A survey research analyst who writes for the Washington Post asserts that, in America, religion is on the ropes. More precisely, Scott Clement says that
American religion is on the ropes, but it has a prayer.
A major poll whose results were released this past week, the 2014 General Social Survey, reveals that U.S. church attendance continues to fall.
A record-low share of Americans attend church regularly, affiliate with a religious faith and see themselves as religious. … The findings … mark a continuation of a decades-long departure from the pews along with a growing share who profess loyalty to no religion at all.
But reason isn’t truly taking over; prayer is going as strong as it was three decades ago.
Fully 57 percent of respondents said they pray at least once a day, little different from 54 percent in 1983, when the question was first asked on the survey. Three-quarters of respondents said they pray at least once a week, while 1 in 4 pray less often or never.
The poll has a margin of sampling error of 2.5 percentage points.
The stability of prayer contrasts sharply with erosion on other measures of religious commitment. Since 2006, the percentage of people describing themselves as “very” or “moderately” religious has declined eight percentage points, from 62 percent to 54 percent. The share affiliating with a particular faith has fallen from over 90 percent in the 1980s and 1990s to 79 percent in 2014. Just over 4 in 10 report attending worship services at least once a month, down roughly 10 points from three decades ago. All are record lows.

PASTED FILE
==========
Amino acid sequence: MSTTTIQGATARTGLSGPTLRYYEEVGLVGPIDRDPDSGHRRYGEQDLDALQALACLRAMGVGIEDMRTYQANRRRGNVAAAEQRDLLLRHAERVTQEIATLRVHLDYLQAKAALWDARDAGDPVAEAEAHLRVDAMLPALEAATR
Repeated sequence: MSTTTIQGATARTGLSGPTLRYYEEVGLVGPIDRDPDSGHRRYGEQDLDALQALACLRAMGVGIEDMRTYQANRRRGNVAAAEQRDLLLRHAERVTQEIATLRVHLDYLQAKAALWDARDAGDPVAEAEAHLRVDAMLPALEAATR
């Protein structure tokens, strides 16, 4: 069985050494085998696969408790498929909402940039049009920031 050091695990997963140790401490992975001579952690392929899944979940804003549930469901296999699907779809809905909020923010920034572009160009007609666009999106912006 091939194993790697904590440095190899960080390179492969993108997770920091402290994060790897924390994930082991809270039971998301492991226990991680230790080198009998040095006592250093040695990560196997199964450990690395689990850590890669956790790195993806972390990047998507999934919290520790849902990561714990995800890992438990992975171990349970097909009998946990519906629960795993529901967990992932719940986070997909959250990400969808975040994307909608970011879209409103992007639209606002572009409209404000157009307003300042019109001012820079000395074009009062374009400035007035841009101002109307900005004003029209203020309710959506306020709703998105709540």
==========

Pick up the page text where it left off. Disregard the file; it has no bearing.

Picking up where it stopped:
“Religion is gradually becoming more personal, private, subjective in practice,” and “less public, institutional and shared,” Smith said. “People still believe religious things and practice religion ‘in their heads,’ as in prayer, but are less institutionally connected and engage in fewer public, institution-centered observations.”
From an anecdotal perspective, and at first blush, the view that a more quiet, private, Western-Europe-style faith is spreading, seems erroneous. Following the news and Internet culture as we do at Friendly Atheist, we are bombarded day upon day with aggressive instances of religionists asserting their claims to dominance and superiority, not to mention their “right” to insert their beliefs into laws, government practices, and public-school curricula.
On second thought, though, Christianists who think like Ray Comfort, Gordon Klingenschmitt, Mike Huckabee, et cetera, probably really are dwindling in number, and sinking into increasing irrelevance. The bellicose squawking of those thought leaders (I use the term loosely) says nothing about the breadth of followers they have. I think Smith is right, and I’m glad I’m wrong.
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